Understanding Democracy
by P M Ravindran on 06 Jun 2019 8 Comments

The crisp definition of democracy – rule of the people, by the people, for the people – was popularized by one of the most popular presidents of the USA, Abraham Lincoln. But the idea had initially been mooted by Plato in Republic (380 BC).


Direct democracy, where people participated directly in the governance of the society, had existed in Athens, Greece, in it’s hey days. What we have today is representative democracy, where governance is through elected representatives. Even here there are two types - the Parliamentary and the Presidential. In the former, we have political parties contesting elections and the party that gets majority among the successful candidates heads the government. In the Presidential type, people directly elect the President to head the government and the President chooses his own team of Secretaries to assist him. 


But in democracies like The Philippines, the government is formed by all the parties sharing portfolios in proportion to the seats won by their candidates. While collective responsibility is a plus point there, the absence of a strong opposition to provide the requisite checks and balances is also a bane. Parliamentary democracies can also have a Monarch as Head of State, as in UK.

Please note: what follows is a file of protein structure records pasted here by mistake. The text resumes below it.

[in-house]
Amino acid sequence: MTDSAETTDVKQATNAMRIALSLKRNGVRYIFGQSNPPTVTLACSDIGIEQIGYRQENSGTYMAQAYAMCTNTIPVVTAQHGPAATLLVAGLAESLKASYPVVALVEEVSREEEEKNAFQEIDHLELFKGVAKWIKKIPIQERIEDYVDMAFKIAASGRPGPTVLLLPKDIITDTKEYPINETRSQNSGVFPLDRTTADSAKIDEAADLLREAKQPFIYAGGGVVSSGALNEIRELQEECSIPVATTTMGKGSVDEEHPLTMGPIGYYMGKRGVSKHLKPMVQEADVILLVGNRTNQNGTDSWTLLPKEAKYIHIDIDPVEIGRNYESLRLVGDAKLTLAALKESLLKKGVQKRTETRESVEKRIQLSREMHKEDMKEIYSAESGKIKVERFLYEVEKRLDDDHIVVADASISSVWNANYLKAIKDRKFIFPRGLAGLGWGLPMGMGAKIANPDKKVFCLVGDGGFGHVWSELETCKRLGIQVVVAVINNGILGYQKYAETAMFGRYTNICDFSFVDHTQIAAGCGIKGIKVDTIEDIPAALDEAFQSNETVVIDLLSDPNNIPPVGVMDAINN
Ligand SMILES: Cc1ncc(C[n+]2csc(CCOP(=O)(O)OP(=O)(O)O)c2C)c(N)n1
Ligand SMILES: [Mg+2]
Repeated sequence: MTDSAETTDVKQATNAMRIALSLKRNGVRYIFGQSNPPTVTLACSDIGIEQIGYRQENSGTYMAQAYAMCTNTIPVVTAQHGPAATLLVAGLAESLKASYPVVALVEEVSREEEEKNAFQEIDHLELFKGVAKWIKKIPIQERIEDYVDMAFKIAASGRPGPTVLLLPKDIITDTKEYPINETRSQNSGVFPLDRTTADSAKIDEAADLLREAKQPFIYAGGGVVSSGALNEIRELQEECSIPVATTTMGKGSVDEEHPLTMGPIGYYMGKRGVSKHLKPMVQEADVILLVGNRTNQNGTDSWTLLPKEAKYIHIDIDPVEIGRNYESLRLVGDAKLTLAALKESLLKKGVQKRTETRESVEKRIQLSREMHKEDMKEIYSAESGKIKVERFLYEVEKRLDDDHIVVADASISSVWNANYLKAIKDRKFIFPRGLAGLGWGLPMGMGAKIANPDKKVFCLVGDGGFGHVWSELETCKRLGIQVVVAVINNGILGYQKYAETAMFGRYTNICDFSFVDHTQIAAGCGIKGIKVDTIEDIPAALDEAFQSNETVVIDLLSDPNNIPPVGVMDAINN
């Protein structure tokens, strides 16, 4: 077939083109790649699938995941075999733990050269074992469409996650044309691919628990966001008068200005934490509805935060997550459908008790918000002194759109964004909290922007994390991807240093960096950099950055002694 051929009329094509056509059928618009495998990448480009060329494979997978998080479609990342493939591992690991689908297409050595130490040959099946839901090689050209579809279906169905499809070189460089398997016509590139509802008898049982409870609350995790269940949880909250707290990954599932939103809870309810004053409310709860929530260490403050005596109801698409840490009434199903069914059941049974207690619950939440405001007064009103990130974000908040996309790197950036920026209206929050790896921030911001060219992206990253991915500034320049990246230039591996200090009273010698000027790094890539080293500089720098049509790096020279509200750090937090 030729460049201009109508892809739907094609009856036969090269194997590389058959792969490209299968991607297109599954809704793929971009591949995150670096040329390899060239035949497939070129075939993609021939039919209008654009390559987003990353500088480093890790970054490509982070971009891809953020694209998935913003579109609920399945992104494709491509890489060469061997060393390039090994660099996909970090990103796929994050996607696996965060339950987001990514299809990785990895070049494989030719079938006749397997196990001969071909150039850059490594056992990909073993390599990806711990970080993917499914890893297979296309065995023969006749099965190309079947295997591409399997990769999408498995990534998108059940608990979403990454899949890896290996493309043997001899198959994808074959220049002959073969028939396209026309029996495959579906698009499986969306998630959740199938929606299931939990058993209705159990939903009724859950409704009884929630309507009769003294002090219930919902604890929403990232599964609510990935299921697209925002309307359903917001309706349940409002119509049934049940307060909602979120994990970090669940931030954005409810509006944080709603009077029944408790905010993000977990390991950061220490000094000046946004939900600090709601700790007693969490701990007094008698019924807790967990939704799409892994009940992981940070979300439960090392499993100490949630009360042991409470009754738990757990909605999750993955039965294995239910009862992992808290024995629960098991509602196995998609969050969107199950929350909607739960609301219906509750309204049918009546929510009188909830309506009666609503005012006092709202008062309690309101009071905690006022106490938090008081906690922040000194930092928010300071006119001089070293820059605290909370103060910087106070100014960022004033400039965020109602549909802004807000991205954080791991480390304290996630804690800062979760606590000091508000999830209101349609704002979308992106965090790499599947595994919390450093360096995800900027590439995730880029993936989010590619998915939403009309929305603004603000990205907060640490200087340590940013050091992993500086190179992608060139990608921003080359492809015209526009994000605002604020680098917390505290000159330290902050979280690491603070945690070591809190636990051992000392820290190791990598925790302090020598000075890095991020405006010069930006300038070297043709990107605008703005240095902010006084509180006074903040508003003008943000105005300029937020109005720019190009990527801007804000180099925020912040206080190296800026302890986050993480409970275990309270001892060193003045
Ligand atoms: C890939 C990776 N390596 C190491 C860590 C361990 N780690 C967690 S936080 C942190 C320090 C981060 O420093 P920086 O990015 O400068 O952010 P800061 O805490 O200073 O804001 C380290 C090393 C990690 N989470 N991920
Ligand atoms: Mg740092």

By default, these governments are transient. The tenures of elected representatives vary. It is 4 years in the US and 5 years in India. Continuity in government is provided by the bureaucracy. They are responsible for record keeping and follow up actions that include the executive functions of governance that are duly delegated by the President.  


Democracies usually have another institution that is very much part of the government, but insulated from the other two organs. This is the judiciary, responsible for interpreting the laws in the context of disputes brought before them. Since democracies lay a great stress on rule of law, the onus on this institution is also quite high.


Thus we have, essentially, three organs of government in any democracy: the legislature, the executive and the judiciary. Since India also has a federal form of government, these are replicated at state level. Though we have also introduced a three tier Panchayati Raj System, viz., Gram Panchayat, Block Panchayat and District Panchayat below the state, the powers devolved and resources made available are not commensurate with the projected objectives of grassroots democracy.